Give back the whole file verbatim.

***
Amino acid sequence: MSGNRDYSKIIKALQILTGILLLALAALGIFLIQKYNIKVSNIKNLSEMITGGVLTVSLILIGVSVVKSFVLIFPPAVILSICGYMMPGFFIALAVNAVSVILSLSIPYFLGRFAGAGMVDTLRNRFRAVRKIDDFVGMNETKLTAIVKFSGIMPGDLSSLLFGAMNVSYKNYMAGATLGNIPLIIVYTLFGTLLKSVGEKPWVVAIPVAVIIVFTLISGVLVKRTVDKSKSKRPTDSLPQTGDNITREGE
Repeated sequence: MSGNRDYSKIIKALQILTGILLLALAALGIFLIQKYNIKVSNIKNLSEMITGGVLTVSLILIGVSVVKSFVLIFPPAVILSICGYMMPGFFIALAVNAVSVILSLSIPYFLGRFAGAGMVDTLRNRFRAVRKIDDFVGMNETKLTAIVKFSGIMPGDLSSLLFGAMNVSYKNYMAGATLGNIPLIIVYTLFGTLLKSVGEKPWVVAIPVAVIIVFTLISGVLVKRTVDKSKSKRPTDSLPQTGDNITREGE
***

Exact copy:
Amino acid sequence: MSGNRDYSKIIKALQILTGILLLALAALGIFLIQKYNIKVSNIKNLSEMITGGVLTVSLILIGVSVVKSFVLIFPPAVILSICGYMMPGFFIALAVNAVSVILSLSIPYFLGRFAGAGMVDTLRNRFRAVRKIDDFVGMNETKLTAIVKFSGIMPGDLSSLLFGAMNVSYKNYMAGATLGNIPLIIVYTLFGTLLKSVGEKPWVVAIPVAVIIVFTLISGVLVKRTVDKSKSKRPTDSLPQTGDNITREGE
Repeated sequence: MSGNRDYSKIIKALQILTGILLLALAALGIFLIQKYNIKVSNIKNLSEMITGGVLTVSLILIGVSVVKSFVLIFPPAVILSICGYMMPGFFIALAVNAVSVILSLSIPYFLGRFAGAGMVDTLRNRFRAVRKIDDFVGMNETKLTAIVKFSGIMPGDLSSLLFGAMNVSYKNYMAGATLGNIPLIIVYTLFGTLLKSVGEKPWVVAIPVAVIIVFTLISGVLVKRTVDKSKSKRPTDSLPQTGDNITREGE